Commentary: Tennessee must reject Santorum slights on Native Americans

Former US Senator Rick Santorum photographed at the 2016 Democratic National Convention at the Wells Fargo Center in Philadelphia, Pennsylvania. (Photo by Joe Raedle/Getty Images)
Former US Senator Rick Santorum photographed at the 2016 Democratic National Convention at the Wells Fargo Center in Philadelphia, Pennsylvania. (Photo by Joe Raedle/Getty Images)

Another Rick Santorum outrageous statement came and went last month, flushed away like so many of his words.  His claim, however, merits reaction and debunking in many spots, notably here in Tennessee.

The former U.S. Senator from Pennsylvania turned CNN commentator, speaking at a Young America’s Foundation event, pontificated about America.  “We came here and created a blank slate,” he declared.  “We birthed a nation from nothing.  I mean there was nothing here.  I mean, yes we have Native Americans but candidly there isn’t much Native American culture in American culture.”

Santorum and I both grew up in Catholic households in Western Pennsylvania, and we attended Penn State just one year apart.  I don’t believe we ever met, except perhaps for our mugshots glaring at each other from opposite sides of the opinion page of our college paper, The Daily Collegian.  So, let me take the privilege of responding candidly and directly.

Rick, your schtick of praising religiously-motivated colonials as a bridge to push radical right policies is growing old—and your aside here is both wrong and misguided.  In all that time in the Keystone State did you not notice Allegheny, the county, mountains, or river?  How about Monongahela, Susquehanna, or Youghiogheny?  You must at some time have gone to Aliquippa, Punxsutawney, or any of the dozens of other Pennsylvania places whose names derive from Native American words.

Former Pennsylvania senator Rick Santorum said there is little Native American culture in American culture. He must have missed the part of political science class in which Benjamin Franklin credited American federalism as infused with ideas borrowed from the Iroquois Confederacy.

It’s not just place names, Rick.  Plants cultivated by Native Americans probably have been on your dinner table—including corn, sweet potatoes, avocados, peanuts, tomatoes, chili peppers, chocolate (cacao), and several species of beans.  Native Americans were the first to raise both turkeys and honeybees for food.  Rick, next time you mix and mingle with your corporate buddies in cotton, rubber, and tobacco you may want to ask them about the vital role Native Americans played in the start of their industries.

Rick, your degree was in political science.  Did you miss the part where Benjamin Franklin credited American federalism (national government combined with state governments in defined roles) as infused with ideas borrowed from the Iroquois Confederacy?

Vine Deloria Jr., author of Custer Died for Your Sins, once quipped, “When asked by an anthropologist what the Indians called America before the white men came, an Indian said simply, ‘Ours.’”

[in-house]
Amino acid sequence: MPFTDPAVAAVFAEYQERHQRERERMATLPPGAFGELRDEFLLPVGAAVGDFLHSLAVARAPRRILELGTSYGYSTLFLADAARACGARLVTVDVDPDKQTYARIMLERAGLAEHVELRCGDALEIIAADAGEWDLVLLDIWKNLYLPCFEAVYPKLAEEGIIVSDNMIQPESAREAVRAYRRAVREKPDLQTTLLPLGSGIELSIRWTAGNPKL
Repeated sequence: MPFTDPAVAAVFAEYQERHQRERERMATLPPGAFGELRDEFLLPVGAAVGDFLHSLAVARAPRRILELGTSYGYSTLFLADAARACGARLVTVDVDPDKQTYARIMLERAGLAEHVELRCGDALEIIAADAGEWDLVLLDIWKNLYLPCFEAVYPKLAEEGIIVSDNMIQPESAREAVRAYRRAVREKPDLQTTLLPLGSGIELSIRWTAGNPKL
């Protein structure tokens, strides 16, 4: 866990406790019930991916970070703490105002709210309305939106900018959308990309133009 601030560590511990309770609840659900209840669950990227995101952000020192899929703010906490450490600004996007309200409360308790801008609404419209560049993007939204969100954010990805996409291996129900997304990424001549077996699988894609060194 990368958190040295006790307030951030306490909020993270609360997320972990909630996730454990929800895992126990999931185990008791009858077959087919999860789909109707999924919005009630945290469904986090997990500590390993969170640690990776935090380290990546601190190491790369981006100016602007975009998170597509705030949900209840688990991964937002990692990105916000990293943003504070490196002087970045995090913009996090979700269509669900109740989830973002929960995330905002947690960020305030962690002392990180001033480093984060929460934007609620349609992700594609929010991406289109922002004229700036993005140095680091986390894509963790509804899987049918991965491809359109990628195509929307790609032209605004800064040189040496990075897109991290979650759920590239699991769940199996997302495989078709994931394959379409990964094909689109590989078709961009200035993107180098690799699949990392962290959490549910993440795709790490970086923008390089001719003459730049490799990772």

I do not intend to saddle you personally, Rick, with the ugly history of wars, broken treaties, and diseases that devastated our native population, but I do ask you to recognize it.  Here in Tennessee we only recently have begun to terms with our own history.  Our Democratic Party’s Jackson Day Dinner is now the Three Star Dinner.  Only slowly have we begun to come to terms Andrew Jackson’s role as an Army general in brutal campaigns against Native Americans.  As President, Jackson ignored courts, and pushed forward with “Indian Removal.”  Our history includes the Trail of Tears, the forced displacement of roughly 60,000 Native Americans from the American Southeast.  One historian noted they were “bound in chains and marched double file” on foot.  Thousands died on the way to what is now Oklahoma.

Deb Haaland, our new Secretary of Interior and the first-ever indigenous Cabinet Secretary, recently called Santorum’s comments unfortunate and offered to give him some book recommendations on the actual history of Native Americans, a population living on this land for thousands of years before Europeans settlers arrived.

She may want to send the same list to Tennessee’s U.S. Senators.  Marsha Blackburn voted against Haaland, and Bill Hagerty didn’t bother to vote.  Perhaps their votes reflect their rejection of the Native American idea of careful stewardship of the land, rather than wholesale exploitation of it for things like environmentally disastrous fossil fuels.

In its current Trumpian incarnation, the Republican Party has taken on an anti-immigrant posture, one ironically called nativism even though it downplays Native Americans.  The radical right currently has defaulted to that old Santorum trick of trying to simplify history into neat white settler narratives—broadsides often delivered from places with native names or in buildings constructed by slaves.  It is a sad and divisive strategy for short-term political gain.  We can be trusted with our whole history, the good and the bad, so we can learn from it and become better as a country and as individuals.